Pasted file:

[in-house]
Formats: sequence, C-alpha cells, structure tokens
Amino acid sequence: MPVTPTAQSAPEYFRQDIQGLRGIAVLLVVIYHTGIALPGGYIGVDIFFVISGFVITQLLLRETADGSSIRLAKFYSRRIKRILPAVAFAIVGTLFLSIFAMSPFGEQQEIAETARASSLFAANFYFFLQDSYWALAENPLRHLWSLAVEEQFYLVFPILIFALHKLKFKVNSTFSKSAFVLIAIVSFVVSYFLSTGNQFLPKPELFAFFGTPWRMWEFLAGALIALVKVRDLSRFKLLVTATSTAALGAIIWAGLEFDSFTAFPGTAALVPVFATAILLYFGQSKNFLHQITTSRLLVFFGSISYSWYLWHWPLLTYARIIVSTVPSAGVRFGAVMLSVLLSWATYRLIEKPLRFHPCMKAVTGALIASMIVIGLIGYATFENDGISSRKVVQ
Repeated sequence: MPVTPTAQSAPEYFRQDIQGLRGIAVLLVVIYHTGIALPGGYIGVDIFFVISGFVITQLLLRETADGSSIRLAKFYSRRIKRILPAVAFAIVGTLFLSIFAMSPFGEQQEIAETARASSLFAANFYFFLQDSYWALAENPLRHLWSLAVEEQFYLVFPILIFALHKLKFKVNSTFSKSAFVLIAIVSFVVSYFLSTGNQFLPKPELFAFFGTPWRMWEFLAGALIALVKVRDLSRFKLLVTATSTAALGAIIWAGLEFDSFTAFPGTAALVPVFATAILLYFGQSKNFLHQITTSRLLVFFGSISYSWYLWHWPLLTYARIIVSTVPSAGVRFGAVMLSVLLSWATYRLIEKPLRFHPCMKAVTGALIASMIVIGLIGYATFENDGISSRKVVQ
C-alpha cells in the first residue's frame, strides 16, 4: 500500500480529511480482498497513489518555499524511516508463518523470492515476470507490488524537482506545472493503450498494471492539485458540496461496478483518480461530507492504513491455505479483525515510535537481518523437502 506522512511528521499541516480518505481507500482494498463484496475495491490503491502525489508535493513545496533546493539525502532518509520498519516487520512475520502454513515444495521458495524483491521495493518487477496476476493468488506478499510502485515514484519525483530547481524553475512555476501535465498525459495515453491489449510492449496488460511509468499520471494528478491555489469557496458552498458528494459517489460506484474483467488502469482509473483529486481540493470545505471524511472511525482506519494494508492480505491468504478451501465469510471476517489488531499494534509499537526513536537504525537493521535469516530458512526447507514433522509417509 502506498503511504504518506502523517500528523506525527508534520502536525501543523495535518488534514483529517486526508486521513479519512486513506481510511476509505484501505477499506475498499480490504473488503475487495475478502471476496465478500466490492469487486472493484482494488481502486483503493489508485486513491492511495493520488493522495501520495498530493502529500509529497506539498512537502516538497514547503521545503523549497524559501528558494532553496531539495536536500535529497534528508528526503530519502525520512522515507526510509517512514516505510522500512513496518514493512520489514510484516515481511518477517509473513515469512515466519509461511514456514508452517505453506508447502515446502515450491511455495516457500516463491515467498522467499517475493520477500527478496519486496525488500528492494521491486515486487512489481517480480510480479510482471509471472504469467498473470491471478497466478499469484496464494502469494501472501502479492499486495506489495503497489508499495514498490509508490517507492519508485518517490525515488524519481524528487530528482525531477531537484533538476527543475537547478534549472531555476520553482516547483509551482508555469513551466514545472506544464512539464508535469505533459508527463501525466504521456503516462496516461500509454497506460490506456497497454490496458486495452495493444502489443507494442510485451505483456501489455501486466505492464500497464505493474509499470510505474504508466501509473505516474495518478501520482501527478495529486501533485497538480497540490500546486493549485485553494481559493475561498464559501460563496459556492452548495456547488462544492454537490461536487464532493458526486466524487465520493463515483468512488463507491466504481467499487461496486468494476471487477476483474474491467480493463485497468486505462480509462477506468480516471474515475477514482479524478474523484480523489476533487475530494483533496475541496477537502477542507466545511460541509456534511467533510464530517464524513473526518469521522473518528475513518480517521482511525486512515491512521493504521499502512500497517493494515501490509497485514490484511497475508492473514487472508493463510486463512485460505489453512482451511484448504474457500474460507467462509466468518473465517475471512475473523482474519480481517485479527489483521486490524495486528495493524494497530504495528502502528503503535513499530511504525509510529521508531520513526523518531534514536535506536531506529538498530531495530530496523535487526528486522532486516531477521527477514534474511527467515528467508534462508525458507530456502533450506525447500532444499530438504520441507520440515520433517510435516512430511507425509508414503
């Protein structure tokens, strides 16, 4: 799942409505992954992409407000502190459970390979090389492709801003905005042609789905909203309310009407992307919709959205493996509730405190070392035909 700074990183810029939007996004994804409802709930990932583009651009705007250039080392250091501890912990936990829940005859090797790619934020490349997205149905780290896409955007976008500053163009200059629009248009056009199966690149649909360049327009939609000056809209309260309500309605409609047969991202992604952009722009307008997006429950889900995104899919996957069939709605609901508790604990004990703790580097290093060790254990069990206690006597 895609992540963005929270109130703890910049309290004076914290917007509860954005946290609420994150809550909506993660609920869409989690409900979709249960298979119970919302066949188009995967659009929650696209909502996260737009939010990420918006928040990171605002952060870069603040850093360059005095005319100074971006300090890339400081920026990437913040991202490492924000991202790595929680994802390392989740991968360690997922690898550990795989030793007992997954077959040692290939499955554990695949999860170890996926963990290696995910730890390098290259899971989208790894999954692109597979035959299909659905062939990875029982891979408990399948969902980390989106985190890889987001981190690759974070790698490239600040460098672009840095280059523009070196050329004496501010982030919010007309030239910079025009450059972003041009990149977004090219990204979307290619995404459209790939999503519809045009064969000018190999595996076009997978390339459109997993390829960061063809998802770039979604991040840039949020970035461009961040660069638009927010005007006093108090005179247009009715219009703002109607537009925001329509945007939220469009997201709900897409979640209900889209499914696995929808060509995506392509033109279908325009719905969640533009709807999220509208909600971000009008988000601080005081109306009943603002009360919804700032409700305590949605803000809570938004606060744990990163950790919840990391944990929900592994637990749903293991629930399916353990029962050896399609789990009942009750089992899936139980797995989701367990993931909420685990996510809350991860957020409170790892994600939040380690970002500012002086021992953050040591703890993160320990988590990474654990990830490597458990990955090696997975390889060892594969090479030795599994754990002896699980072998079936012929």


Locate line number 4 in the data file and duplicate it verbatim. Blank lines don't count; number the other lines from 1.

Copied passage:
Repeated sequence: MPVTPTAQSAPEYFRQDIQGLRGIAVLLVVIYHTGIALPGGYIGVDIFFVISGFVITQLLLRETADGSSIRLAKFYSRRIKRILPAVAFAIVGTLFLSIFAMSPFGEQQEIAETARASSLFAANFYFFLQDSYWALAENPLRHLWSLAVEEQFYLVFPILIFALHKLKFKVNSTFSKSAFVLIAIVSFVVSYFLSTGNQFLPKPELFAFFGTPWRMWEFLAGALIALVKVRDLSRFKLLVTATSTAALGAIIWAGLEFDSFTAFPGTAALVPVFATAILLYFGQSKNFLHQITTSRLLVFFGSISYSWYLWHWPLLTYARIIVSTVPSAGVRFGAVMLSVLLSWATYRLIEKPLRFHPCMKAVTGALIASMIVIGLIGYATFENDGISSRKVVQ